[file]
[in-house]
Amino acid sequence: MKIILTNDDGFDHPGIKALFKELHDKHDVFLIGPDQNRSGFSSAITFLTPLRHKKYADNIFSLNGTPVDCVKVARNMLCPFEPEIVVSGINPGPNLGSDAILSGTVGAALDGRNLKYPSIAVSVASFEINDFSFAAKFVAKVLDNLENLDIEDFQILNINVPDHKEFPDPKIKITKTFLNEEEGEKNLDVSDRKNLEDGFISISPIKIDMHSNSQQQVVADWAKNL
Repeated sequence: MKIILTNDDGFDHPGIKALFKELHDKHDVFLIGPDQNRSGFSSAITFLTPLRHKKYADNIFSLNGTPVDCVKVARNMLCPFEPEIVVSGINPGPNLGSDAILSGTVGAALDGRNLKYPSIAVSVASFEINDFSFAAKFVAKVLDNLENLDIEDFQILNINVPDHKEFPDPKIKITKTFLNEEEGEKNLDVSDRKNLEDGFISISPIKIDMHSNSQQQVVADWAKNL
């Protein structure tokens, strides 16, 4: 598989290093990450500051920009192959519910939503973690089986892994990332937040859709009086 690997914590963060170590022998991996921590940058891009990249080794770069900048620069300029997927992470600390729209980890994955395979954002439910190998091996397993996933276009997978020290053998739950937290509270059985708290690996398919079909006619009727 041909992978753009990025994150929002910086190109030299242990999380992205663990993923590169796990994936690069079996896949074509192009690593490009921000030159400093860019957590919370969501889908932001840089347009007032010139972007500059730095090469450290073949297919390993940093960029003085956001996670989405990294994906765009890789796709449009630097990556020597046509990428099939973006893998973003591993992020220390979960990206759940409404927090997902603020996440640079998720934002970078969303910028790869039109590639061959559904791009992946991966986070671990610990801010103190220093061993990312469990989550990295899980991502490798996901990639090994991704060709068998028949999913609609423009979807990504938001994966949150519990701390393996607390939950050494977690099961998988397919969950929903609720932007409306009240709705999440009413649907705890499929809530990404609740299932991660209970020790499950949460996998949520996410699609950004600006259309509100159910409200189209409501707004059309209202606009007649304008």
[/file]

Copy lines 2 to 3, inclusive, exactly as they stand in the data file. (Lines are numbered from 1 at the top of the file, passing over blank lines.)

Amino acid sequence: MKIILTNDDGFDHPGIKALFKELHDKHDVFLIGPDQNRSGFSSAITFLTPLRHKKYADNIFSLNGTPVDCVKVARNMLCPFEPEIVVSGINPGPNLGSDAILSGTVGAALDGRNLKYPSIAVSVASFEINDFSFAAKFVAKVLDNLENLDIEDFQILNINVPDHKEFPDPKIKITKTFLNEEEGEKNLDVSDRKNLEDGFISISPIKIDMHSNSQQQVVADWAKNL
Repeated sequence: MKIILTNDDGFDHPGIKALFKELHDKHDVFLIGPDQNRSGFSSAITFLTPLRHKKYADNIFSLNGTPVDCVKVARNMLCPFEPEIVVSGINPGPNLGSDAILSGTVGAALDGRNLKYPSIAVSVASFEINDFSFAAKFVAKVLDNLENLDIEDFQILNINVPDHKEFPDPKIKITKTFLNEEEGEKNLDVSDRKNLEDGFISISPIKIDMHSNSQQQVVADWAKNL